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The Rise And Fall Of The Philadelphia Phillies

August 23rd, 2014 by Ryan Waterman | Comments Off on The Rise And Fall Of The Philadelphia Phillies | Filed in Baseball, General, Phillies


September 14, 2007…..a day that changed Philadelphia Phillies history. Entering that fateful day, the NL East leading Mets were seven games up on the Phillies, who were heavily favored to win the NL East and were dubbed as “the team to beat in the NL East” by shortstop Jimmy Rollins. On this day, the Mets began an epic collapse,( that eventually gave the Phils the East) with a 3-2 loss to the Phils. Over the next 16 games the Phillies went 12-4, while the Mets blew a major division lead behind a horrible 5-11 record. That was the start of the most exciting period of Phillies baseball in franchise history.

With their newly won NL East crown, the Phillies rode major momentum into Coors Field to face the Colorado Rockies. That’s where we met a buzzsaw, losing 3 games to 1 to the eventual National League champs. Despite the lack of playoff success that year, the Phillies fan base knew bigger things were on the horizon. Just not sure of how big though. Entering the 2008 season, the Phillies-Mets rivalry was at another all-time high. Mets Outfielder Carlos Beltran had declared the Mets “the team to beat in the entire NL” that season. The Mets were in a similar position entering the final 17 games of the 08′ season, up 3 1/2 games on the Phillies. Yet, they neglected to hold that lead, once again giving their enemies down I-95 a division title to celebrate. Little did Met fans know what that was going to do.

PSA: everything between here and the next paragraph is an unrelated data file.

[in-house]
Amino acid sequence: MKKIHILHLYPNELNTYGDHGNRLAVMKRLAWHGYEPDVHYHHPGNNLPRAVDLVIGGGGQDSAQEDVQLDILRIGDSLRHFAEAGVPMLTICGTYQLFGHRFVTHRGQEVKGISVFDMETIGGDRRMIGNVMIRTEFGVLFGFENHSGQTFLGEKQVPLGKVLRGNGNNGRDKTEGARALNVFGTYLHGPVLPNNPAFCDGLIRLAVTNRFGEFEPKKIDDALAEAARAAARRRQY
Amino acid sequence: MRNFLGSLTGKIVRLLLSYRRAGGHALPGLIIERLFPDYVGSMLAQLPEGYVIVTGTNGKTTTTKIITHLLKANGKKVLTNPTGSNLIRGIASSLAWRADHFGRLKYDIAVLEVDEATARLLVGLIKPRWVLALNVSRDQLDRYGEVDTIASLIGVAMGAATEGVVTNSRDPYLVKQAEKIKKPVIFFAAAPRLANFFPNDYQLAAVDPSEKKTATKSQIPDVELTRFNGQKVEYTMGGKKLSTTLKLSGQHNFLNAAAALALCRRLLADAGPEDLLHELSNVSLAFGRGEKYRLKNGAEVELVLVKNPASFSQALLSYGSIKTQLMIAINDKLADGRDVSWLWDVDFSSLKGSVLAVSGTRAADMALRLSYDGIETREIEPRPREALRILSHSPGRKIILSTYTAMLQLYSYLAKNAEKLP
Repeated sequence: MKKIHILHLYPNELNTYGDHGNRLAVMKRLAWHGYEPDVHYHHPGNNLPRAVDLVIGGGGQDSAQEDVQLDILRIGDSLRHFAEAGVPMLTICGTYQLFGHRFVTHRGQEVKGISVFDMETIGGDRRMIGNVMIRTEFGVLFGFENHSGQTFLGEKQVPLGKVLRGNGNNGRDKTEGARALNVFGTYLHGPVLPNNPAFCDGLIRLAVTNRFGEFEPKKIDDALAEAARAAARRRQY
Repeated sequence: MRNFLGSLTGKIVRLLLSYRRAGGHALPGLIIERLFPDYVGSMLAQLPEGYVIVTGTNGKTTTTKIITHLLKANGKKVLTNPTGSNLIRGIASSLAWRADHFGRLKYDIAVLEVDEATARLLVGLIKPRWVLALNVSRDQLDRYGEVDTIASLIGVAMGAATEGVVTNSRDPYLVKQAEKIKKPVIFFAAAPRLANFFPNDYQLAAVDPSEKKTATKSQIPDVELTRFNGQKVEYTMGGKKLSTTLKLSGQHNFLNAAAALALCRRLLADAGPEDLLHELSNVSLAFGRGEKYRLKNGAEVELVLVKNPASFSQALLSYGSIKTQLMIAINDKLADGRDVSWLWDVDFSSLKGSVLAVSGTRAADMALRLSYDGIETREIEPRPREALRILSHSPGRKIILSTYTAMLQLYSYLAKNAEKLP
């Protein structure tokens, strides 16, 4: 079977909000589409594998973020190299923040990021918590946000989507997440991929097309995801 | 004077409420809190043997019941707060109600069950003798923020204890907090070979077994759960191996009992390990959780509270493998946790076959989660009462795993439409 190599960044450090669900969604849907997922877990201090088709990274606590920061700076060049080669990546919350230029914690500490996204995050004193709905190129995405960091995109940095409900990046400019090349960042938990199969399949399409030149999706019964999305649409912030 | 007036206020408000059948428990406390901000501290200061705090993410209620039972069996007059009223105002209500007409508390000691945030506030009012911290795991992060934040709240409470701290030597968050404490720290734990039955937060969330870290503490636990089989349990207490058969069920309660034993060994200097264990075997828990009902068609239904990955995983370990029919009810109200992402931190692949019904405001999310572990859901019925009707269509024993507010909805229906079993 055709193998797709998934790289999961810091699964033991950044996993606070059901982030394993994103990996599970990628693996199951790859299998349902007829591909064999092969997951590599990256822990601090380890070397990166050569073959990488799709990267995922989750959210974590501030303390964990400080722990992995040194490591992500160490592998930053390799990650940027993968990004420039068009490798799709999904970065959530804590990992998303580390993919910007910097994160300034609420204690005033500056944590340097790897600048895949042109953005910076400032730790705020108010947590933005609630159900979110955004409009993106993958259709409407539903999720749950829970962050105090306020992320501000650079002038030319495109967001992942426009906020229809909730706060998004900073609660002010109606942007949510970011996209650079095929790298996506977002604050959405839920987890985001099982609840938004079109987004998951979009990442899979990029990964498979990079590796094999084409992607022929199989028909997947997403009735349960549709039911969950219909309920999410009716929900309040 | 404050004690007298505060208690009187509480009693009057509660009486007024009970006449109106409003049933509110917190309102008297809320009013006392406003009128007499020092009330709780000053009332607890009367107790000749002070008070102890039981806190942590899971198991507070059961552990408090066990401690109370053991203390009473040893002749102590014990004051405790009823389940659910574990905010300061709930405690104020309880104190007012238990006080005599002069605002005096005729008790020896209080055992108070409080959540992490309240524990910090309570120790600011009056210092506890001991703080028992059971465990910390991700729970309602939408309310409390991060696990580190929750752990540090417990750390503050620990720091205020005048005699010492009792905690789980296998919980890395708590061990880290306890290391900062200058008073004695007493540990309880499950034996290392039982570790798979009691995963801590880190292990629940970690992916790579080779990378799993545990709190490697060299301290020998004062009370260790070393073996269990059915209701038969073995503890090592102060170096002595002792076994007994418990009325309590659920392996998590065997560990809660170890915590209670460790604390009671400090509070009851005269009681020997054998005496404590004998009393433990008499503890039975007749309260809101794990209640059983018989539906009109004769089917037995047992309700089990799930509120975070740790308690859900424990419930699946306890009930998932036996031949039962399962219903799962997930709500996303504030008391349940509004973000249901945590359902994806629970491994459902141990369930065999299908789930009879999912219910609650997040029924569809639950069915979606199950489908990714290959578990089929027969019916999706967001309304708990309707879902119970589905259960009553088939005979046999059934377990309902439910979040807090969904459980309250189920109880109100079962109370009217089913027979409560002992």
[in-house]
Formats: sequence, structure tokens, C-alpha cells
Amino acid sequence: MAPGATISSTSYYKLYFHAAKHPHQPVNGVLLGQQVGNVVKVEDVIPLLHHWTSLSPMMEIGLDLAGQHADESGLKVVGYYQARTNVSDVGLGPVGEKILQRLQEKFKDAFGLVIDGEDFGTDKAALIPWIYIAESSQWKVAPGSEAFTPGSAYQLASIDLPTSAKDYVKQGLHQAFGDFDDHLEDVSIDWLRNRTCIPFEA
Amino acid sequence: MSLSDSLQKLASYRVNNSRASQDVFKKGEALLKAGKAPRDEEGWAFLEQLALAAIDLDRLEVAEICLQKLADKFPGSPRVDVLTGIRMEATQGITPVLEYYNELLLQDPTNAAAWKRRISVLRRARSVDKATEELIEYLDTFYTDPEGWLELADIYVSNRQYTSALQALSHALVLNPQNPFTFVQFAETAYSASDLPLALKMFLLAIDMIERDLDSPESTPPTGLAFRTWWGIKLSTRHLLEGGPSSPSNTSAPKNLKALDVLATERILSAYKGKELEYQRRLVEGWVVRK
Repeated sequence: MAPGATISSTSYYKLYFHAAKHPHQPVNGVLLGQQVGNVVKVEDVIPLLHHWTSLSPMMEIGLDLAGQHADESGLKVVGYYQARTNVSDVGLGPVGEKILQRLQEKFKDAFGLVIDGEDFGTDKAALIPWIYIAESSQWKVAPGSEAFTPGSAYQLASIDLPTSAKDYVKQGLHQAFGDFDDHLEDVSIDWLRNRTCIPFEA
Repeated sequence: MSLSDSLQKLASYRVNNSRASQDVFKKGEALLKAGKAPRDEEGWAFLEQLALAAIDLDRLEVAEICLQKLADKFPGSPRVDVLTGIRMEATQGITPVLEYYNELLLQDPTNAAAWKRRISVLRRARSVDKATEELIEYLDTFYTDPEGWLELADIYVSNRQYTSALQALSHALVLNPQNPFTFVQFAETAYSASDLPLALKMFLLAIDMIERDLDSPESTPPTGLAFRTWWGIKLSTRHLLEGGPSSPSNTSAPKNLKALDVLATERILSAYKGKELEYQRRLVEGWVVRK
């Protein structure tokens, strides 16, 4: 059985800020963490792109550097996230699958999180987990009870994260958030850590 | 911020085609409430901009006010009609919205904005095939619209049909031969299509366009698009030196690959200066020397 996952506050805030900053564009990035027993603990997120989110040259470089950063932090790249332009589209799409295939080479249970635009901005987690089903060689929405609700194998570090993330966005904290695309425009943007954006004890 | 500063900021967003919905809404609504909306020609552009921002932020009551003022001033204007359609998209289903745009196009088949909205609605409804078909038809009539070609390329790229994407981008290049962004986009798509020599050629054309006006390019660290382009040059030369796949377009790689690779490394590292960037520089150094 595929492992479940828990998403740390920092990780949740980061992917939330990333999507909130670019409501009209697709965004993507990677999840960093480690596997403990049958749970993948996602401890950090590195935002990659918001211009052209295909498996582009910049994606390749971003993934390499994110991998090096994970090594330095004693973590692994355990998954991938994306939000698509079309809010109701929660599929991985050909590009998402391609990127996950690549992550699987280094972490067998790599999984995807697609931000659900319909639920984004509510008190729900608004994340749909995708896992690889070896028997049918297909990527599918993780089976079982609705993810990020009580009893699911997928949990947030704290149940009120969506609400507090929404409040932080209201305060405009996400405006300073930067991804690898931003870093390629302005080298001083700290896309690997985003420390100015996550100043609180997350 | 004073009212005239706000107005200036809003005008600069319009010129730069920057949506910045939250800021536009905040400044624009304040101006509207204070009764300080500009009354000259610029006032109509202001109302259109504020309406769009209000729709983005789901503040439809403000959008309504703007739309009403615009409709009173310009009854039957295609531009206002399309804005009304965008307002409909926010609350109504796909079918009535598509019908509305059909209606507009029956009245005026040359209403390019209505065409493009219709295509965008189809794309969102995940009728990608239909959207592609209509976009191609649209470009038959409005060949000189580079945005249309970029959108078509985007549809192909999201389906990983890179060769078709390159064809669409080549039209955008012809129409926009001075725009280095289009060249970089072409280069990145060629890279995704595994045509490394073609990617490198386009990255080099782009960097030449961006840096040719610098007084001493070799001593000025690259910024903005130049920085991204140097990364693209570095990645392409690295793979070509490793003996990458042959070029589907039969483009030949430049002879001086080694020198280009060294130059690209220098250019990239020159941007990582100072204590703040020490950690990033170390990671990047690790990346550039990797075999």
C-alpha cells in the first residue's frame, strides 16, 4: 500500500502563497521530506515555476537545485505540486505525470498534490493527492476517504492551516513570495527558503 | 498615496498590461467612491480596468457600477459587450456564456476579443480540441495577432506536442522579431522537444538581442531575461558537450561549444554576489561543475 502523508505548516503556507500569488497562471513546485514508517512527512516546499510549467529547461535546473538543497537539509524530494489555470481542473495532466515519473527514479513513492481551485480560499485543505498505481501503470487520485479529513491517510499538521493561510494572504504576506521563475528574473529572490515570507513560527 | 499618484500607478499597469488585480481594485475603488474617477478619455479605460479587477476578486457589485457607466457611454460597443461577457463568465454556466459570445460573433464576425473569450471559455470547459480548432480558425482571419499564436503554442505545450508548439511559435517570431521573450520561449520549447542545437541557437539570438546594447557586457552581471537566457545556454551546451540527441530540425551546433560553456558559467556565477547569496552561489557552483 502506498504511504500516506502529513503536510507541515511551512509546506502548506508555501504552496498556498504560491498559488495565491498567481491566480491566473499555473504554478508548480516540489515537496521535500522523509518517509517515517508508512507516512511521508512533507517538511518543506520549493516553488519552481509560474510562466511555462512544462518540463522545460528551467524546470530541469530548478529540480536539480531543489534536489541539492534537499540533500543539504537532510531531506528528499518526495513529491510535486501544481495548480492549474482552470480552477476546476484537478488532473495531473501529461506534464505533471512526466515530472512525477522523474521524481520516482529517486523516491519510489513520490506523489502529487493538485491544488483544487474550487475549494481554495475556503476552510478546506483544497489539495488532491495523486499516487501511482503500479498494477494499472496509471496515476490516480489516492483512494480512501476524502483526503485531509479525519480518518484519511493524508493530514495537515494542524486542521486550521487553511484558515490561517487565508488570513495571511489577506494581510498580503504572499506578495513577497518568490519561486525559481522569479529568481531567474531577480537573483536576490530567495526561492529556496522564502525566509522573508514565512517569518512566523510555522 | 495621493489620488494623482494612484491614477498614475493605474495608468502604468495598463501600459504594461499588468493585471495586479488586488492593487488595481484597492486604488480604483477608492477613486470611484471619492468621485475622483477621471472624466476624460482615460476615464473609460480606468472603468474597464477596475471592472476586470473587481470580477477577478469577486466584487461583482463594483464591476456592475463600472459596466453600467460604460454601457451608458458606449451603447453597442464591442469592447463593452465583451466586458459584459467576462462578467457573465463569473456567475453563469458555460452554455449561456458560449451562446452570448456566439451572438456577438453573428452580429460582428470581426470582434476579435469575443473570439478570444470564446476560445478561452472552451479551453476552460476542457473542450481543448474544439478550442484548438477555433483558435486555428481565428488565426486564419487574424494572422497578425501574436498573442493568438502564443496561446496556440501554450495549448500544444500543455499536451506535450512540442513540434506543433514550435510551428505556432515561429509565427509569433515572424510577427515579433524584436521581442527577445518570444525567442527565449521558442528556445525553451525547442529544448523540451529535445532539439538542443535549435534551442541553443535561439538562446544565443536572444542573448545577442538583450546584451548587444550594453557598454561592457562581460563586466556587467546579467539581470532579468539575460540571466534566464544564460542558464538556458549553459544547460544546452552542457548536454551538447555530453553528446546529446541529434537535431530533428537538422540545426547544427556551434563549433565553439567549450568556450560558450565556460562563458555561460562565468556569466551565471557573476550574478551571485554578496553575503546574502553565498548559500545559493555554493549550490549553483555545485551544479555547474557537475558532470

With the Phillies riding a 13-3 record in their final 16 to back to back NL East titles, they once again entered the playoffs with red-hot momentum. This time, things would turn out differently, as the Phillies went on to bring home the first World Series championship this city had seen since 1980. They made quick work, going 11-3 in the postseason, breezing their way to the world title. As one can imagine, this just added fuel to the fire of the Phillies-Mets rivalry.

Following a surprising World Title victory, the Phillies coasted to 3 years of regular season dominance, yet 3 years of postseason decline. The trade deadline of 2009 saw the Phillies take a major step forward and acquire ace Cliff Lee from the Cleveland Indians for prospects. Behind Lee’s arm, the Phils once again reached the Fall Classic, this time losing to the Yankees in 6 games. That following offseason, the Phils swapped one ace for another by dealing Cliff Lee in a three-team trade that netted them longtime Blue Jays ace Roy Halladay.

The following season, the Phils netted the best record in all of baseball behind the arms of Cole Hamels, Roy Halladay, and mid-season acquisition Roy Oswalt. During the offseason, the Phils brought back Cliff Lee, after emerging as a late mystery team. This gave them arguably the best rotation in baseball, entering the 2011 season. Going into the 2011 season, the Phils expectations were high. Those same expectations grew even higher due to the acquisition of Hunter Pence. Once again, the Phillies had the fans buying into the hype, only to come up short in the NLDS to eventual champions; the St.Louis Cardinals. Entering the offseason, the Phillies faced a large amount of problems, including the losses of Ryan Howard and Chase Utley to injury, and the uncertainty of Ryan Madson’s skill as closer. The latter of the two was solved with the pinstripes signing of Jonathan Papelbon, the highly coveted closer from the Boston Red Sox.